Sputter DepositionI. Physikalisches Institut
Sputter deposition or sputtering in short is a modern thin-film-technology belonging to the physical vapor deposition techniques, with which miscellaneous inorganic materials with thicknesses ranging from several nanometers up to some micrometers can be deposited. Due to the versatility of this technique and the possibility to apply it on a large scale at low costs, it is widely used in research and industry. Different sputter variations are used in application fields like high-end multilayer‑systems for thermal insulation, hard coatings and self‑cleaning windows, transparent electrodes for photovoltaics and display industry, or functional films in microelectronics.
Although “sputtering” is a well-established technique since many years, the complex interactions between all particles involved and several precisely adjustable deposition parameters like pressure, temperature, generator power or amount of reactive gases and their combined effect on the structural, optical or electrical layer properties is a very active and fascinating research field. Also the theoretical models to describe and explain the processes are by far not complete, therefore also examine the sputtering process itself is a very vivid scientific research area.I. Physikalisches Institut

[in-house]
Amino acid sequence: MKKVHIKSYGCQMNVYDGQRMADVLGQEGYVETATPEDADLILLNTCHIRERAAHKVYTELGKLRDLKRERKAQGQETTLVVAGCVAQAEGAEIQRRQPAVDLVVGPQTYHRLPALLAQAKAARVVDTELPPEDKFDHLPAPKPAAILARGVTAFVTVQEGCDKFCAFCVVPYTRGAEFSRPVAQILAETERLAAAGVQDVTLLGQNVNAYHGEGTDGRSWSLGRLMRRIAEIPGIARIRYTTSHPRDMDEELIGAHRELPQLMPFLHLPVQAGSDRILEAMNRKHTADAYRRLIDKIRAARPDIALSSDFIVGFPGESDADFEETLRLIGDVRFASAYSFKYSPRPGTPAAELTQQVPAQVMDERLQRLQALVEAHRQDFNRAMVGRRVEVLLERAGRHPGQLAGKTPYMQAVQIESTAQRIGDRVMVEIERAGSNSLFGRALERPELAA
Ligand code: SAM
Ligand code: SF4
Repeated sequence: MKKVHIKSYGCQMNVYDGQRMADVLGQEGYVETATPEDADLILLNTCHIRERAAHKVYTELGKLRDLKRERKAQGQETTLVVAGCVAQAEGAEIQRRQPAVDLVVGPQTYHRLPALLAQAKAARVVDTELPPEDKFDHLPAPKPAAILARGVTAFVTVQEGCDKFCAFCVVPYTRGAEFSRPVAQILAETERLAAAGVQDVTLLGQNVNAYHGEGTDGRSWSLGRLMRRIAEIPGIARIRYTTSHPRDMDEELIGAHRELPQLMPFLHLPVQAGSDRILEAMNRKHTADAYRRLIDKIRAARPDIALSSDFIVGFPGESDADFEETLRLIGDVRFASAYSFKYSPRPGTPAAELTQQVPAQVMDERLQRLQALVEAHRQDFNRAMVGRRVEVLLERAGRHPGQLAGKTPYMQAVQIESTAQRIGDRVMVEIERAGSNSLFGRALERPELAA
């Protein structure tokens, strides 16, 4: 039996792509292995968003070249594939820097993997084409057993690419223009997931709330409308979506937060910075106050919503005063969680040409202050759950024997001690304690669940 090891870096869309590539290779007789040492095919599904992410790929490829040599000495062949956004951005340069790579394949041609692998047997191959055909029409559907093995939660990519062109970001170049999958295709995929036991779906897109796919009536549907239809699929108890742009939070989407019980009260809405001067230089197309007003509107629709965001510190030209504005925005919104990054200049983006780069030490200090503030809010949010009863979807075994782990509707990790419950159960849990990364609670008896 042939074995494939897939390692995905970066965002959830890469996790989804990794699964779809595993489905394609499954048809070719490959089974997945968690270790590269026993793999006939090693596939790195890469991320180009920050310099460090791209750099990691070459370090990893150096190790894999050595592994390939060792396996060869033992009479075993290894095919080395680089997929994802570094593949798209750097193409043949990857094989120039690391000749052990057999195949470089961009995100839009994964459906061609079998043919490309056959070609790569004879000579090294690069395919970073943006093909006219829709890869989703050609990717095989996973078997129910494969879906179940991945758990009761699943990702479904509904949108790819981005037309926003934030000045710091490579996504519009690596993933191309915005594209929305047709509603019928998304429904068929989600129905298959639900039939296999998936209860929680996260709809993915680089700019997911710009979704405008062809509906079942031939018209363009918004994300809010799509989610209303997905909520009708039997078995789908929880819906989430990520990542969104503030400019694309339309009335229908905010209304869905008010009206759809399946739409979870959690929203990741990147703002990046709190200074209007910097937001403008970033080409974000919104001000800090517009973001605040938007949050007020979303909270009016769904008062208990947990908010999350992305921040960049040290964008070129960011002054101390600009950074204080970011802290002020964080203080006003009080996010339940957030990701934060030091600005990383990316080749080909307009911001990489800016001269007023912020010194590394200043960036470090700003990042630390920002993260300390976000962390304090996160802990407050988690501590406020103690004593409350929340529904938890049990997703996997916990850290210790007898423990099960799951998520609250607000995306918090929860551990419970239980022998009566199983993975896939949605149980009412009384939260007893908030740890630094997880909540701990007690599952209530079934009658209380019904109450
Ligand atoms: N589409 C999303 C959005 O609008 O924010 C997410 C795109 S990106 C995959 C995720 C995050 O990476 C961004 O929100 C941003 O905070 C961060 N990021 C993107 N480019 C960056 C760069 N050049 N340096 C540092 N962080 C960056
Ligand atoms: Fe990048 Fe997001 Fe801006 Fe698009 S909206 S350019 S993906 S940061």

Current research topics are i.a.:
- Multilayer systems including thin silver films for heat insulation glasses
- Investigation of several transparent, conductive oxides (TCOs) to advance the understanding of differences and similarities in this remarkable material class
- Influence of dopants and seed layers onto the crystallization behavior of TiO2‑thin films for scratch proof, high refraction and annealing stable coatings
- Characteristics and dependencies of miscellaneous dopants regarding the high-k material TiO2 among others as dielectric in supercapacitors for high efficiency energy storage
In case we have caught your interest to work as a member in our group and gain practical experience, please have a look at our available theses.